The addition of atezolizumab to nab-paclitaxel reduced the risk of progression or death by 38% compared with nab-paclitaxel alone in patients with PD-L1–positive metastatic triple-negative breast cancer.
Peter Schmid, MD, PhD
The addition of atezolizumab (Tecentriq) to nab-paclitaxel (Abraxane) reduced the risk of progression or death by 38% compared with nab-paclitaxel alone in patients with PD-L1—positive metastatic triple-negative breast cancer (TNBC), according to findings of the phase III IMpassion130 trial presented at the 2018 ESMO Congress.
“IMpassion130 is the first phase III trial to demonstrate a benefit with first-line immunotherapy in triple-negative breast cancer,” said lead study author Peter Schmid, MD, PhD, lead at the Centre for Experimental Cancer Medicine, Barts Cancer Institute in London, United Kingdom. “Atezolizumab with nab-paclitaxel resulted in a statistically significant benefit in progression-free survival, both in the intent-to-treat population and the PD-L1—positive population.”
The double-blind study evaluated the efficacy and safety of the PD-L1 inhibitor plus chemotherapy versus nab-paclitaxel alone in treatment-naïve patients with metastatic TNBC. Patients were randomized 1:1 to receive nab-paclitaxel at 100 mg/m2 intravenously on days 1, 8, and 15 of the 28-day cycle with atezolizumab at 840 mg intravenously (n = 451) on days 1 and 15 of a 28-day cycle or with placebo (n = 451). Treatment was given until disease progression or unacceptable toxicity.
The co-primary endpoints were progression-free survival (PFS) and overall survival (OS) in both the intent-to-treat (ITT) and PD-L1—positive populations; secondary endpoints were overall response rate, duration of response, and safety. Patients were stratified by prior taxane use, liver metastases, and PD-L1 expression, which was defined as at least 1% on tumor-infiltrating immune cells to be positive.
Results of the primary PFS analysis in the PD-L1—positive population demonstrated a clinically meaningful median PFS of 7.5 months (95% CI, 6.7-9.2) with atezolizumab/nab-paclitaxel and 5.0 months (95% CI, 3.8-5.6) with chemotherapy (HR, 0.62; 95% CI, 0.49-0.78; P <.0001). Moreover, the 1-year PFS rates were 29% (95% CI, 22%-36%) and 16% (95% CI, 11%-22%) with atezolizumab/nab-paclitaxel and nab-paclitaxel, respectively.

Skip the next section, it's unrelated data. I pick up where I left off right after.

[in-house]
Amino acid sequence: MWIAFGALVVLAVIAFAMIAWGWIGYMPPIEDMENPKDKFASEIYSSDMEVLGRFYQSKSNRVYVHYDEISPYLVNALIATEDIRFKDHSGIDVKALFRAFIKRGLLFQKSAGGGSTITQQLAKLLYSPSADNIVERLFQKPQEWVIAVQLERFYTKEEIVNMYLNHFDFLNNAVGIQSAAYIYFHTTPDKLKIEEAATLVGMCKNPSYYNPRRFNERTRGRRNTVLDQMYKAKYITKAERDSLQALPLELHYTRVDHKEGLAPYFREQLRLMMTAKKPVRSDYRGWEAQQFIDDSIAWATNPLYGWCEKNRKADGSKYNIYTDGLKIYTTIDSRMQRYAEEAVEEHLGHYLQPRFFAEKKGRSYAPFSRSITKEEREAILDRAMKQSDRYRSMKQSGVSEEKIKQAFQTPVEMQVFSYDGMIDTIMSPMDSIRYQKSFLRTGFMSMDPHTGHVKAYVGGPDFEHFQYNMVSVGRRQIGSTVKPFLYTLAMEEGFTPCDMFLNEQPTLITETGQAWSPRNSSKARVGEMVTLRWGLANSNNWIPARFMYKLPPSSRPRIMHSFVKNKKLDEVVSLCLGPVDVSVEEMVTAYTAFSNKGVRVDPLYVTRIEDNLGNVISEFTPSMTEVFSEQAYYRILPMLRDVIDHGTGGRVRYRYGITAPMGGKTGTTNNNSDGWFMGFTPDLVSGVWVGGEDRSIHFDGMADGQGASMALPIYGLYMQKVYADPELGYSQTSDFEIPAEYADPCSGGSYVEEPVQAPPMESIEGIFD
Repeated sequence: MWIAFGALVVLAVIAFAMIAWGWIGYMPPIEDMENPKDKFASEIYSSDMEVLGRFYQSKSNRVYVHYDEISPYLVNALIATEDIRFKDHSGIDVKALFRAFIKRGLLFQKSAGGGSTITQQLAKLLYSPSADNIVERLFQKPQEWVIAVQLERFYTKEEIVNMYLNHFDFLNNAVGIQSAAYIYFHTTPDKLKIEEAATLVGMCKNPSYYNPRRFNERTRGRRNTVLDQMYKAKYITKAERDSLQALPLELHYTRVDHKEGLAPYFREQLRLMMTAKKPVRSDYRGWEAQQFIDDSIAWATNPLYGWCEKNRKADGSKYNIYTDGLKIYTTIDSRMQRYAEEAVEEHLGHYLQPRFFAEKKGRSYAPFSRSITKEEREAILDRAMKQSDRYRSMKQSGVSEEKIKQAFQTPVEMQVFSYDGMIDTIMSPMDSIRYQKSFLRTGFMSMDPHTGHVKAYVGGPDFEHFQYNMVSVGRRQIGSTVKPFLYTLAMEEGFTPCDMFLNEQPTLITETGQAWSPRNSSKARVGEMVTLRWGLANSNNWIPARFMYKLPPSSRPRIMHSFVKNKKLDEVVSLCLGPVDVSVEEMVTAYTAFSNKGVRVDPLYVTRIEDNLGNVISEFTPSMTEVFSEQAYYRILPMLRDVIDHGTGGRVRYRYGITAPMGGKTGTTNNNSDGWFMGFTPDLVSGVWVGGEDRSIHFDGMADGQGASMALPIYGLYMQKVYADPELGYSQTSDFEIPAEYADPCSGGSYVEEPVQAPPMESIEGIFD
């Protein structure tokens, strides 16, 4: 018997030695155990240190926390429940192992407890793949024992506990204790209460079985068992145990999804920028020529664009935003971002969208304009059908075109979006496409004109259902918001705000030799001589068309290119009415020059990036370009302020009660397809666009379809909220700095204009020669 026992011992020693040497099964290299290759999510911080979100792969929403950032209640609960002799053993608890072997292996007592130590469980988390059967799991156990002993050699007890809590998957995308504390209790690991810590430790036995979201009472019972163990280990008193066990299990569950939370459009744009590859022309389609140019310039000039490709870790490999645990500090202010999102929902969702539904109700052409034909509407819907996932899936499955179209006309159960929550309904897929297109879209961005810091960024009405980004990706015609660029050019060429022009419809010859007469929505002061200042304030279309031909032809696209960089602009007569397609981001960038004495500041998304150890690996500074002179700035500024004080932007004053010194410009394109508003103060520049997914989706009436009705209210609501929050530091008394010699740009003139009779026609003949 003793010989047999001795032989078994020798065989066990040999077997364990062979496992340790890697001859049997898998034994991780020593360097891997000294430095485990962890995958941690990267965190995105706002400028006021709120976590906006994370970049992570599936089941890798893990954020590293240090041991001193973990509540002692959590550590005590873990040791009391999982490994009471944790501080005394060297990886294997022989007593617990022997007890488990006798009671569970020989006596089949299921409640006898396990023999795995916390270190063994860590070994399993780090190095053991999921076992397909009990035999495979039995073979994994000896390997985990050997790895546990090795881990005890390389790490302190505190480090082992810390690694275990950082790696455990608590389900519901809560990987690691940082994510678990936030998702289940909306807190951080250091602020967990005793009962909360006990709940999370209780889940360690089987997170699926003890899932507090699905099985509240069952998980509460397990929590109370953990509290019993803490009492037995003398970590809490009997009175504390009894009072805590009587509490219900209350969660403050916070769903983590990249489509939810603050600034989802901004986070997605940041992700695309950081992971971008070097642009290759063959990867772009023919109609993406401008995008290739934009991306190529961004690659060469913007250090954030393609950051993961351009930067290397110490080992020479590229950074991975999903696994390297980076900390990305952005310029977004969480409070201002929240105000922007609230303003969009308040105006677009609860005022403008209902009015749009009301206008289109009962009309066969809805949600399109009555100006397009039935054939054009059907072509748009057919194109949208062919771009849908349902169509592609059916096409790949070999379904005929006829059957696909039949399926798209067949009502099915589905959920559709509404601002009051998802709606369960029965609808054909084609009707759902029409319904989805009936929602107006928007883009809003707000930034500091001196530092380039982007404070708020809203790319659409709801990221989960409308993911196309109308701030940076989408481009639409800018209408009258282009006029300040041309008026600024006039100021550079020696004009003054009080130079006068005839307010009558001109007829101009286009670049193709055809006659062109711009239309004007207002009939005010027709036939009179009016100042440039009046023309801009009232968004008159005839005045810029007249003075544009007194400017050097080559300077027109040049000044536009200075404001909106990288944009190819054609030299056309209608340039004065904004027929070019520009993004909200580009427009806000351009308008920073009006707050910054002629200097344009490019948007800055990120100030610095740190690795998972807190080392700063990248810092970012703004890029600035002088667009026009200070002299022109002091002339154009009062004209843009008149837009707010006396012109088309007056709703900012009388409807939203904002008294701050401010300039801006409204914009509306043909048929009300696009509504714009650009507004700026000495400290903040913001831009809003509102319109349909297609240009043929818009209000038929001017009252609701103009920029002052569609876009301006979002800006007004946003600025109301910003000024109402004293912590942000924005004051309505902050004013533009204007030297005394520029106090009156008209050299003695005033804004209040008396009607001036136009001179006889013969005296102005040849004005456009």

In the ITT population, the median PFS with atezolizumab/nab-paclitaxel and nab-paclitaxel was 7.2 months (95% CI, 5.6-7.5) and 5.5 months (95% CI, 5.3-5.6), respectively (HR, 0.80; 95% CI, 0.69-0.92; P = .0025). Moreover, the 1-year PFS rates were 24% (95% CI, 20%-28%) in the combination arm and 18% (95% CI, 14%-21%) in the nab-paclitaxel arm.
At a 12.9-month follow-up, an interim OS analysis of the PD-L1—positive population showed a clinically meaningful improvement with added atezolizumab at 25.0 months versus nab-paclitaxel alone at 15.5 months (HR, 0.62; 95% CI, 0.45-0.86). Two-year OS rates were 54% and 37% in the immunotherapy/chemotherapy and chemotherapy arms, respectively. In the ITT population, the P value for OS was .0840 (HR, 0.84; 95% CI, 0.69-1.02). However, Schmid emphasized that OS was not formally tested in a statistical design.
“For me, at the moment, this is clearly a PD-L1—positive story—all of the benefit was in the PD-L1–positive subgroup,” Schmid explained. “Although the ITT group is positive, if you look at the subgroups in the PD-L1–negative group, there is no benefit. There is no detriment, but there is no benefit that justifies the use [of the combination] in this [PD-L1–negative] group.”
To be eligible for enrollment, patients must have had metastatic or inoperably locally advanced TNBC with no prior therapy for their advanced disease with an ECOG performance status of 0 or 1. Prior chemotherapy in the curative setting, including taxanes, were permitted if the treatment-free interval was longer than 12 months.
Regarding safety, most all-grade adverse events (AEs) were similar between arms. The most common grade 3/4 AEs with atezolizumab/nab-paclitaxel and nab-paclitaxel were neutropenia (8% vs 8%), decreased neutrophil count (5% vs 3%), peripheral neuropathy (6% vs 3%), fatigue (4% vs 3%), and anemia (3% vs 3%), respectively.
TNBC accounts for 15% of breast cancers. Those with advanced or metastatic disease generally experience poor outcomes compared with other breast cancer subtypes, with a median OS of 18 months or less, Schmid explained. Standard frontline treatment includes taxane or anthracyclines, and no targeted therapies have improved OS to date, he said. The rationale to utilize checkpoint inhibition is due to how PD-L1 can inhibit anticancer immune responses and, in TNBC, PD-L1 is mainly expressed on tumor-infiltrating lymphocytes.
Nadia Harbeck, MD, PhD, head of the Breast Center and Oncology Day Clinic, Women's Hospital of the University of Munich, Germany, shared her perspective on the data in a press briefing at the meeting.
“We have a lot of patients out there right now on clinical trials with immunotherapy, but so far in breast cancer we have not seen the tremendous effects that we’ve seen in melanoma or lung cancer,” Harbeck said. “This is the first time we have a phase III trial proving that immunotherapy in triple-negative breast cancer improves survival, and I think this is something that will change the way we practice in triple-negative breast cancer.”
Schmid P. IMpassion130: Results from a global, randomised, double-blind, phase 3 study of atezolizumab (atezo) + nab-paclitaxel (nab-P) vs placebo + nab-P in treatment-naive, locally advanced or metastatic triple-negative breast cancer (mTNBC). In: Proceedings from the 2018 ESMO Congress; October 19-23, 2018; Munich, Germany. Abstract LBA1_PR.